It’s a strange world we live in, to be sure. You wouldn’t think NBC News and Hassan Nasrallah would ever, in a million years, find any common ground.
But in the video above we see the Secretary General of Hezbollah paying tribute to 17-year-old Ahed Tamimi, referring to her slap of an Israeli soldier as a “bold and courageous stand” against the occupation of her village and homeland.
And perhaps almost as amazing is an article published just yesterday by NBC News under the headline Slap heard ‘round the world: Ahed Tamimi becomes symbol of Palestinian resistance . So yes, even NBC News is now referring to young Ahed’s heroic act as the “slap heard round the world”–a term I first coined back on December 21, just two days after her arrest.
And just in case the Zionist trolls start bombarding NBC with complaints, I grabbed a screenshot of the headline as it appeared on the mainstream news network’s website. Here it is:
Written by F. Brinley Bruton and Lawahez Jabari, the article notes that Ahed’s trial, which has been postponed something like three or four times now as she has languished in an Israeli prison, is scheduled, finally, to resume today. And it also says Ahed has become a role model to other Palestinians, particularly to the youth. And included is a quote to that effect from a Palestinian teen who lives in East Jerusalem:
Sineen Amereh, 16, a Palestinian resident of Arab-majority east Jerusalem, has no doubt about Tamimi’s importance to her people’s struggle against the occupation, as well as to the role of girls in that resistance.
“She’s a perfect idol for all girls her age — nobody before has done something like that,” said Amereh, an 11th grader. “If we weren’t brave, then the Israeli soldiers would think we’re weak, think we will just give up.”
Amereh says she and others are scared of soldiers like the ones Tamimi faced, but her fellow teen’s actions have given her confidence to stand up to injustice.
“Everyone is afraid, but we will keep fighting because it is not easy to give up on your land, on your home,” said Amereh.
Stunningly, the writers also allude, albeit in a somewhat ambiguous manner, to Israeli ethnic cleansing.
It is commonly felt by Arabs in east Jerusalem and the West Bank — which Israel has occupied since the 1967 war with Syria, Jordan and Egypt — that Israel is deliberately driving Palestinians from their homes. From 1967 to 2016, some 200 Jewish settlements housing around 600,000 people were built on occupied land, according to the Israeli human rights organization B’Tselem. There are some 2.5 million Palestinians in the West Bank.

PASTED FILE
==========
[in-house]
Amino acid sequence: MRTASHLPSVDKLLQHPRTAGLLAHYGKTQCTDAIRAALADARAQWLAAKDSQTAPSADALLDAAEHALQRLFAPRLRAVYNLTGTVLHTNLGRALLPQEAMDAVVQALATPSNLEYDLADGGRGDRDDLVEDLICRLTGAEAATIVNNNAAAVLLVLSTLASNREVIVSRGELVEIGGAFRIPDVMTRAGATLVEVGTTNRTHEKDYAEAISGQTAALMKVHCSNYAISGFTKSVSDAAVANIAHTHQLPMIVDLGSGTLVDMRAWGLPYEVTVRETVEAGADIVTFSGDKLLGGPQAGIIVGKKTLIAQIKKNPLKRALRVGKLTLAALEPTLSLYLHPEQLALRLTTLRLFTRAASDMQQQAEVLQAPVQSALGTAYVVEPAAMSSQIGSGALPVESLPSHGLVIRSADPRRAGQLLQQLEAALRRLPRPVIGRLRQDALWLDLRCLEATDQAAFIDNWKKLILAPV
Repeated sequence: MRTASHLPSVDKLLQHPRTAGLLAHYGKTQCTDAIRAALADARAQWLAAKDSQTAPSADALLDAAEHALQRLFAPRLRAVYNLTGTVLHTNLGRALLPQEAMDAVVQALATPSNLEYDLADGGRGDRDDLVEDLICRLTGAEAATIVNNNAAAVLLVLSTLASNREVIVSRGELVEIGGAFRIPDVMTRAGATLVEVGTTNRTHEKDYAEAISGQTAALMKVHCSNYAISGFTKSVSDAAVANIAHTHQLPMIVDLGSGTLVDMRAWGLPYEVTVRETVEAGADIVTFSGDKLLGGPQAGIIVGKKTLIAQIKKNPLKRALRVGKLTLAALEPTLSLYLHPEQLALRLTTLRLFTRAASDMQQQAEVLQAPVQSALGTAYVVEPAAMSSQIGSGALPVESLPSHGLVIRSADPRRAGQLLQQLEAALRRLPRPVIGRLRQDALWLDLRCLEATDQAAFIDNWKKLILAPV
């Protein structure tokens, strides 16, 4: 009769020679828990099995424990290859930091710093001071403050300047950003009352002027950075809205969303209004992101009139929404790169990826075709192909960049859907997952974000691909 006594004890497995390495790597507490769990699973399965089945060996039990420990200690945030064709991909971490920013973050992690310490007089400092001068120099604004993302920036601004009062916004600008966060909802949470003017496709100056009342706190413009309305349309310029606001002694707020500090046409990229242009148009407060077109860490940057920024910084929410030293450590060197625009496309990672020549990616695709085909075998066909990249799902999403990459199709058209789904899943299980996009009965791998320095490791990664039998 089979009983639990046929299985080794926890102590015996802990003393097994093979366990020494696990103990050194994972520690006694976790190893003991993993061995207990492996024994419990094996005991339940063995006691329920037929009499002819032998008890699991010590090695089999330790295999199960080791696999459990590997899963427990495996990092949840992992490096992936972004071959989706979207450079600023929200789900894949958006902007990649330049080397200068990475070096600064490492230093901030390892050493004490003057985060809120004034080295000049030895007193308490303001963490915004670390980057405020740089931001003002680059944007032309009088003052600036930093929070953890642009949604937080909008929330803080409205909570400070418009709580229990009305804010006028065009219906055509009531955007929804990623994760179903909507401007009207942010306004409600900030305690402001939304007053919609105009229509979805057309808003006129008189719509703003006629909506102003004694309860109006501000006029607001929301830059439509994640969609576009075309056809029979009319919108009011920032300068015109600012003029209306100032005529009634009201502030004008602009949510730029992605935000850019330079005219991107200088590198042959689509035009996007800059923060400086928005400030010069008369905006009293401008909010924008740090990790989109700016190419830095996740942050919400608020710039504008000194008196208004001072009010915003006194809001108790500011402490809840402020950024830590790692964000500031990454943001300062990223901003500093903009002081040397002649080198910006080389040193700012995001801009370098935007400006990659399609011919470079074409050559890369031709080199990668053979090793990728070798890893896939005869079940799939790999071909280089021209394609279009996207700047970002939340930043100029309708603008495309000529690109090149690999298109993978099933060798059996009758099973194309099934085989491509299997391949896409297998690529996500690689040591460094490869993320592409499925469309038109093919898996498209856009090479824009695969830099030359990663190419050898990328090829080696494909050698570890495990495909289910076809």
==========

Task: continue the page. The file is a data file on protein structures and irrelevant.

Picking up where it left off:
Israeli checkpoints limit the movement of Palestinians, and many cannot get to land that they say is legally theirs but lies near Jewish communities. Meanwhile, a process to create an independent Palestinian state as part of a “two-state solution” has foundered.
Admittedly, the article also quotes an Israeli Knesset member who says some nasty things, with Bruton and Jabari crediting her as “an expert on female and child Palestinian suicide bombers,” but then they go on to note what seems to be growing support for Ahed, even among prominent figures in the US:
She’s also garnered the support of a series of public figures in the U.S., including the N.F.L.’s Michael Bennett, the academic Cornel West, and the actors Danny Glover and Rosario Dawson, who signed a petition calling for her release.
The comedian Sarah Silverman provoked praise as well as outrage when she said on Twitter that Jewish people had “to stand up EVEN when — ESPECIALLY when — the wrongdoing is BY Jews/the Israeli government.”
They also note the rise to prominence of Ahed’s father, Bassem Tamimi, who, as I reported a few days ago, just made an appearance last week on a Washington D.C. public television station:
Amnesty International has called Bassem Tamimi a prisoner of conscience, while the European Union has labeled him a human rights defender.
Ahed’s cousin, 11-year-old Jana Tamimi, who goes by the name “Jana Jihad,” also gets a mention–along with the information that she has hundreds of thousands of followers on Facebook.
Ahed’s younger cousin Janna, 11, does not stay at home. She calls herself the world’s youngest journalist and has some 275,000 followers on Facebook, where she goes by the name Janna Jihad. She’s been active since the age of 6 or 7.
Janna speaks English with an American accent, and finishes many of her statements with, “So yeah.”
“I wanted to be the voice of the Palestinian children and send their message to all the world,” Janna said. “Let this world know about our suffering our feelings, our parents getting killed, our sisters and brothers getting injured and arrested.”
And the article even includes Jana’s picture:
So how to explain something of this sort being published by a staid and stalwart of the mainstream such as NBC News? My guess is that it has a lot to do with evaporating support for Israel among liberal US Jews like Sarah Silverman–Jews normally thought of as “progressive except for Israel,” who, as we approach the 70th anniversary of the Nakba, are, somewhat belatedly, beginning to find the policies of apartheid and endless occupation to grotesque to stomach.
By the way, you can access Jana Jihad’s Facebook page here. The NBC report mentions that she has 275,000 followers. Perhaps we can boost that number up to a million.